In recent years, even the utility of Enterococcus and E. coli as indicators of increased risk, especially in the tropics, has come into question (McNeil 1992). Both of these organisms have been shown to be able to live for prolonged times, and even multiply in tropical environments. The US EPA is currently seeking methods which more reliability correlate with increased risk of water associated disease. The proposed study will quantitate current microbiological indicators (enterococcus and E. coli) and a proposed microbiological indicator (Clostridium perfringens) with several chemical indicators of human fecal pollution (fecal lipids, urobilin and caffeine). Although the microbiological studies have been done on Guam, they have never been calibrated against chemical indicators that are relatively unambiguous indicators of human fecal contamination.

Statement of Results, Benefits, and/or Information Expected

Currently, recreational waters are monitored on a weekly basis for federally mandated indicators of fecal pollution. In the case of marine waters that indicator is enterococcus. In the case of freshwaters that indicator is E. coli. Health advisories are made on the basis of the numbers of the respective indicator. It is clear that human fecal pollution is associated with increased risk of waterborne and water contact disease. Because there is concern that these indicators do not necessarily indicate risk in our tropical waters, the proposed study will evaluate the current (and proposed) microbiological standards in relationship to several relatively unambiguous chemical indicators of human fecal pollution. Chemical indicators have been advocated because they have several advantages over the customary microbiological indicator organisms. Many waters, especially waters in tropical areas, have levels of common indicator organisms that do not seem to be associated with recent fecal pollution and thus do not reflect current risk of acquiring disease.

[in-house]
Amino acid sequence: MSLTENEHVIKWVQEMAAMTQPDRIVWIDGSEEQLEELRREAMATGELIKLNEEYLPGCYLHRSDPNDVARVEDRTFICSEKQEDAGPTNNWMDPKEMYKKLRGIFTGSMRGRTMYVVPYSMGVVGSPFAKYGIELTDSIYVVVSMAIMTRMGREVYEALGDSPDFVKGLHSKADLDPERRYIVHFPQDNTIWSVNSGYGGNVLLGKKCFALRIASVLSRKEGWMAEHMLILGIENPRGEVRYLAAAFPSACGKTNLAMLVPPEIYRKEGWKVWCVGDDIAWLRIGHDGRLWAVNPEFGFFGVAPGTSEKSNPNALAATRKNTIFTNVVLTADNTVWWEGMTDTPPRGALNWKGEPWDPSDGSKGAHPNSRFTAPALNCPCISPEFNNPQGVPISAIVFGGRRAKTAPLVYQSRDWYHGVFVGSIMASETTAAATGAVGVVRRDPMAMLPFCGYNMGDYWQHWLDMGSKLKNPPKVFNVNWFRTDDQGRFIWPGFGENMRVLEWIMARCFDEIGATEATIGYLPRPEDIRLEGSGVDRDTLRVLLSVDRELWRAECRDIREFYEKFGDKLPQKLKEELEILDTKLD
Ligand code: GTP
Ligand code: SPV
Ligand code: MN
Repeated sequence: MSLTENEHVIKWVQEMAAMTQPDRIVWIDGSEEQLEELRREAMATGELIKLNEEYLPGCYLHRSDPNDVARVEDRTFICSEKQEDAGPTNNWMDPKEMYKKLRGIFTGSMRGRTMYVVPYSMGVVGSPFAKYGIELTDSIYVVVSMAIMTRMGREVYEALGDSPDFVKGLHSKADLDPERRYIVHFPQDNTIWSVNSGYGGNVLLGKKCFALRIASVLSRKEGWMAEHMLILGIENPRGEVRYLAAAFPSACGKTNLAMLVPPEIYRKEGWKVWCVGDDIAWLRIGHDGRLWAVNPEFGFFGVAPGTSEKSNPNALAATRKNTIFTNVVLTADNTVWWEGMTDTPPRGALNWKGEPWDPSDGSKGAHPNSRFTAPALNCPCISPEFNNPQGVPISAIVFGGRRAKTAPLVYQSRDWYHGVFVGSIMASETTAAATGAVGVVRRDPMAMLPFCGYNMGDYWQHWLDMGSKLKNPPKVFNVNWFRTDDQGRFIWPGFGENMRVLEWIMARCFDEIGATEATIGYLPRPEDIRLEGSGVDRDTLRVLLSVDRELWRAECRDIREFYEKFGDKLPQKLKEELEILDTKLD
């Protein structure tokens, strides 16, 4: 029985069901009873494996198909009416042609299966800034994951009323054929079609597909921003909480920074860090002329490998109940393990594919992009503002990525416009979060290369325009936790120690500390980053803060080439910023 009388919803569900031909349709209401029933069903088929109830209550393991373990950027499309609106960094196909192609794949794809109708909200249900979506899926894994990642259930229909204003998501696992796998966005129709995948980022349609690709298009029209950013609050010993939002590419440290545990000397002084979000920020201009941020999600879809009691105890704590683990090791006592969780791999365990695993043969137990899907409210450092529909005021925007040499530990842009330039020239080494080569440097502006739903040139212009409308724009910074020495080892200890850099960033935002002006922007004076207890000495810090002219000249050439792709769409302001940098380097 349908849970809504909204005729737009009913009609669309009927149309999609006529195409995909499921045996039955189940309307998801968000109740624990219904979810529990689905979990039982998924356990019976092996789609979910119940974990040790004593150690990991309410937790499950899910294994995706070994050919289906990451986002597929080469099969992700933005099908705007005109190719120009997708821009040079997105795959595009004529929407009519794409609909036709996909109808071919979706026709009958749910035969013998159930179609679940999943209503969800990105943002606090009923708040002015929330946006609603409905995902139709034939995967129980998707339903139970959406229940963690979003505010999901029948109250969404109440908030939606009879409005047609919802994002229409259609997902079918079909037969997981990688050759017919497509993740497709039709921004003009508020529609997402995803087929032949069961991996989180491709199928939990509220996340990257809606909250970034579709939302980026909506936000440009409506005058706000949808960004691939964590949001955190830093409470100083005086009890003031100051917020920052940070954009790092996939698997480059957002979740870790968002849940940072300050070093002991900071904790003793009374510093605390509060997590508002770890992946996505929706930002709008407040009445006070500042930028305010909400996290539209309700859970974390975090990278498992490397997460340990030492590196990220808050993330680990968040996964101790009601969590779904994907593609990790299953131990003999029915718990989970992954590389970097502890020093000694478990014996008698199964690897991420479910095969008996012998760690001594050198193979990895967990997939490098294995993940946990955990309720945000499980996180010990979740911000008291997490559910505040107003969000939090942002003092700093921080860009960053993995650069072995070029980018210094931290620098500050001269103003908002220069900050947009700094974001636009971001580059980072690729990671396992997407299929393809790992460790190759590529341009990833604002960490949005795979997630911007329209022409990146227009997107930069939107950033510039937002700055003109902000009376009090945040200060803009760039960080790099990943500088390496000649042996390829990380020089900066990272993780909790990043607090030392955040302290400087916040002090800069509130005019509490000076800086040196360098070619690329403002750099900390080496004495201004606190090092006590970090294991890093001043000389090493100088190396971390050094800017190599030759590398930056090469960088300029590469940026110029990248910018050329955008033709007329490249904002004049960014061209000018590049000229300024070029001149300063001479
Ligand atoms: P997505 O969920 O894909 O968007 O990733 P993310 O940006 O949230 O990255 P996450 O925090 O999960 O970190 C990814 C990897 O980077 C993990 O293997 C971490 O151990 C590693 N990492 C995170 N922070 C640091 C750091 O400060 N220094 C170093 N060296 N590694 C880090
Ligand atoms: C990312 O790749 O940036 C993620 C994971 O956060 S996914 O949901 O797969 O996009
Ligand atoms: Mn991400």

Results of this study will help elucidate the utility of the currently used microbiological indicators in Guam's tropical climate. It is hoped that the study will indicate which indicators are most appropriate and in which settings. It may well turn out that none of the currently used indicators are useful. An evaluation of the chemical indicators in terms of technological feasibility, cost and rapidity of analysis will be provided.

Nature, Scope, and Objectives of the Research

The research is designed to:

A. Evaluate the presence and quantities of several microbiological indicators in Guam's recreational waters. These indicators would include Enterococcus, Escherichia coli and Clostridium perfringens.

B. Quantitate the presence of several chemical indicators of fecal pollution, including fecal sterols, caffeine and urobilin. Since the fecal sterols and urobilin are associated with the particulate fraction, analysis will be performed on surface sediments as well as water samples.

C. Correlate the various microbiological indicator levels with each other and with these relatively unambiguous chemical indicators of fecal pollution.

D. Study degradation rates of the chemical indicators under environmental conditions.

U.S. Department of the Interior, U.S. Geological Survey
Maintained by: John Schefter
Last Updated: Wednesday March 23, 2005 9:17 AM